Currently, uncertainly surrounds the NFL season. You could say the same for the state of the New York Jets roster.
The ongoing worldwide pandemic has negatively affected every team in the NFL. Spring didn’t deliver the return of OTAs and minicamp. Training camp rosters shortened from 90 to 80. To make matters worse, the NFL canceled the preseason due to safety and health concerns.
This pandemic has made matters worse for players playing for a roster spot. They will not be in real game situations unless they make the team to play in the regular season. Roster bubble players will also not see outside competition due to no preseason.
It’s been quite an odd offseason for the New York Jets. They traded disgruntled superstar strong safety Jamal Adams to the Seattle Seahawks. Star linebacker C.J. Mosley opted out of the 2020 NFL season.
As of right now, the team will play five new starters on the offensive line. Did the offensive line gel during limited time in training camp? Will they be better than last year?
The Jets have also seen an abundance of injuries, particularly at the wide receiver position. Players like Denzel Mims, Breshad Perriman, Braxton Berrios, and Chris Hogan are working their way back from injuries.
It’s also worth noting that gameday rosters have expanded to 55 players. The practice squad has also increased to 16 players. Let’s predict who makes the New York Jets 53-man roster and 16-player practice squad.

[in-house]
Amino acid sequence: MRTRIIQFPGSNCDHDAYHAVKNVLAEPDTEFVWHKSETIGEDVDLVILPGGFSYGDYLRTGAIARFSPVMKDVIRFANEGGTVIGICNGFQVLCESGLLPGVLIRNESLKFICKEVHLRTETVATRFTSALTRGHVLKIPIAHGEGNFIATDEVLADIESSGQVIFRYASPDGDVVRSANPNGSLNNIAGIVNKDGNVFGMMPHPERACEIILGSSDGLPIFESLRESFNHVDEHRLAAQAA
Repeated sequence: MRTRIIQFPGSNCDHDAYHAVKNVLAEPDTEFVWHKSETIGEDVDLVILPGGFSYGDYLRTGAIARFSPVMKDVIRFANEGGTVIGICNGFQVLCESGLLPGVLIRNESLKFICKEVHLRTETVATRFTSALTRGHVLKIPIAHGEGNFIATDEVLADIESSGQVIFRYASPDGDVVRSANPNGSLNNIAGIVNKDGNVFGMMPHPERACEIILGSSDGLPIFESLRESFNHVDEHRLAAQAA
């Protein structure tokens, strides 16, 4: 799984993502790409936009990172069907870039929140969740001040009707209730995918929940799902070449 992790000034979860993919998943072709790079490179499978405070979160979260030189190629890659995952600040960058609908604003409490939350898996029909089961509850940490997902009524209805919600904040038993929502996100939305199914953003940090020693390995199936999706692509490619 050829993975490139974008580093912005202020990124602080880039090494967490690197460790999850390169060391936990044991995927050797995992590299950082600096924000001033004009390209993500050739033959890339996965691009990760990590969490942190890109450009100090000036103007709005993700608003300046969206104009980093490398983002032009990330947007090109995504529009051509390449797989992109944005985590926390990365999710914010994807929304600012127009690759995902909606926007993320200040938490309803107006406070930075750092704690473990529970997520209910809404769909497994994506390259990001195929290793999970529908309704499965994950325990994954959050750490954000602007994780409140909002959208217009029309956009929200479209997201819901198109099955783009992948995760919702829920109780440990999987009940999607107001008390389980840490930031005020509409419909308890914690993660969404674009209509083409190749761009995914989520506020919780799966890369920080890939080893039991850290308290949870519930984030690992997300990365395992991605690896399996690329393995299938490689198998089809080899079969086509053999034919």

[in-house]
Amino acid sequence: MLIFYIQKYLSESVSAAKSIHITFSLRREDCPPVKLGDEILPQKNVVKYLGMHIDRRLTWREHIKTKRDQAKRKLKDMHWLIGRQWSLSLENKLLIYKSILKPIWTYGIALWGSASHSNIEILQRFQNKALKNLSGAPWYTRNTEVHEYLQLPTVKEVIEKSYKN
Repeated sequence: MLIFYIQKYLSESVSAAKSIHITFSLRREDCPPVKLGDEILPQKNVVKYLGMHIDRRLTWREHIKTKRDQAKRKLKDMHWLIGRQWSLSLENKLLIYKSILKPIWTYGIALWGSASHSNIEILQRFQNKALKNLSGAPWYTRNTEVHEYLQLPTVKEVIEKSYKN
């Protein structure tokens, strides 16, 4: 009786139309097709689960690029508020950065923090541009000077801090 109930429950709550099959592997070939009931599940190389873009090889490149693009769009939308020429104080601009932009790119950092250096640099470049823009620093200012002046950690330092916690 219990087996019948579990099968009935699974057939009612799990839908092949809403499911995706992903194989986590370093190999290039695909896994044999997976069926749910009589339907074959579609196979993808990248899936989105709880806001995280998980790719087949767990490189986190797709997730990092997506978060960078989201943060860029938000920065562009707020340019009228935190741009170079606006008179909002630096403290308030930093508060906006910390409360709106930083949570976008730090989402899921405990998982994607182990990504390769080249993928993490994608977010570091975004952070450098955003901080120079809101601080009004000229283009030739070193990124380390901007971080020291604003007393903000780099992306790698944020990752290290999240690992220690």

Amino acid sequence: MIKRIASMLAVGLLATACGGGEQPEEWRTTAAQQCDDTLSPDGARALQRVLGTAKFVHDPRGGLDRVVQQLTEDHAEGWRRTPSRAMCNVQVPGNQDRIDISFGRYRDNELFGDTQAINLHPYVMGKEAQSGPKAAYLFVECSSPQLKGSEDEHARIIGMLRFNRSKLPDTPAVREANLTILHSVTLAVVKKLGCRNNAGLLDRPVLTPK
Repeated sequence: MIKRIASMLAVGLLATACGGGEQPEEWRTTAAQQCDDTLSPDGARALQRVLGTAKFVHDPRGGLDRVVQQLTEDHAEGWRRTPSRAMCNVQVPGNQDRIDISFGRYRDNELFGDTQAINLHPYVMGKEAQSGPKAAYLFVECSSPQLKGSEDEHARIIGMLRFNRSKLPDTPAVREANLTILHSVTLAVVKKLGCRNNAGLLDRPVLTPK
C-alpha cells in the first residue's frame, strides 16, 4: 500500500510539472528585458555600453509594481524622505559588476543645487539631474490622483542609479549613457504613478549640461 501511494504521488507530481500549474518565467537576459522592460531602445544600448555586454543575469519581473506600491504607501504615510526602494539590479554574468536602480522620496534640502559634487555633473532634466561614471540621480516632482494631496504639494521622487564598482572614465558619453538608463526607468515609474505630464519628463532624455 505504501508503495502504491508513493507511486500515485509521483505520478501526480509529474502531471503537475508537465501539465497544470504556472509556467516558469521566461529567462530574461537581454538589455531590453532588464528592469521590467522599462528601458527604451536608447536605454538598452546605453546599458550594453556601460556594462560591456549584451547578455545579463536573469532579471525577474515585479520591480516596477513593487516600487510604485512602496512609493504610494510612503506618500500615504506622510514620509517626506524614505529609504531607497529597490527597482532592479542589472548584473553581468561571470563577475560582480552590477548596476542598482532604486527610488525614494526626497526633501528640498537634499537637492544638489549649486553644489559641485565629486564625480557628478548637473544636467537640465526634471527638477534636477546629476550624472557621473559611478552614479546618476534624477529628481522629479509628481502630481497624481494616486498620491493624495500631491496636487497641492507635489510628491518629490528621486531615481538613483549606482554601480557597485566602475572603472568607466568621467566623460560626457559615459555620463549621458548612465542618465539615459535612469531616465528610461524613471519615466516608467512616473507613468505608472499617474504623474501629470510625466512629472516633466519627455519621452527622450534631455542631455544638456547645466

Outside of the offensive line, Sam Darnold will be the catalyst for this offense. Fans have been awaiting his big leap forward. Darnold has shown flashes of brilliance. He’ll need to be more consistent in Year 3. Decision making and the performance of the offensive line will play a big factor. Darnold has emerged as a leader in the locker room and taken grasp of the offense as well.
Also, the Jets have discussed keeping a quarantine quarterback. Joe Flacco was signed in the offseason to be a veteran backup to Darnold. Unfortunately, Flacco will not be ready for the first few weeks of the season, as he is recovering from neck surgery. According to the projection we’ve made, James Morgan would be the only remaining backup on the active roster.
It wouldn’t be outlandish to sign another veteran quarterback before Flacco returns. Morgan is inexperienced. Also, the Jets do not wanna put themselves in a bad quarterback situation like they did early last season.
This season, all signs point to a resurgence from Le’Veon Bell. Bell lost weight over the summer and is currently weighing at around 210-215 lbs. His body fat has also decreased to 4 percent.
Anyways, Le’ Veon Bell has looked terrific in training camp this summer. The Jets have done everything possible to put adequate depth behind him. The team signed ageless running back Frank Gore in May. Florida running back La’Mical Perine was taken in the 4th round of the NFL Draft.
Perine suffered in an injury scare on Sunday. Although, he should be fine despite being diagnosed with an ankle sprain.
Former Philadelphia Eagles running back Josh Adams could make the roster as insurance incase La’Mical Perine is not ready for Week 1.
Although, if Perine is healthy, don’t expect the Jets to carry Adams on the active roster.
Arguably, this is the most questionable position and was the most banged up. The New York Jets saw an abundance of injuries to this position, testing the depth. Currently, five of the six aforementioned receivers are recovering from injuries. Vyncint Smith will be out 5-8 weeks with a core muscle injury.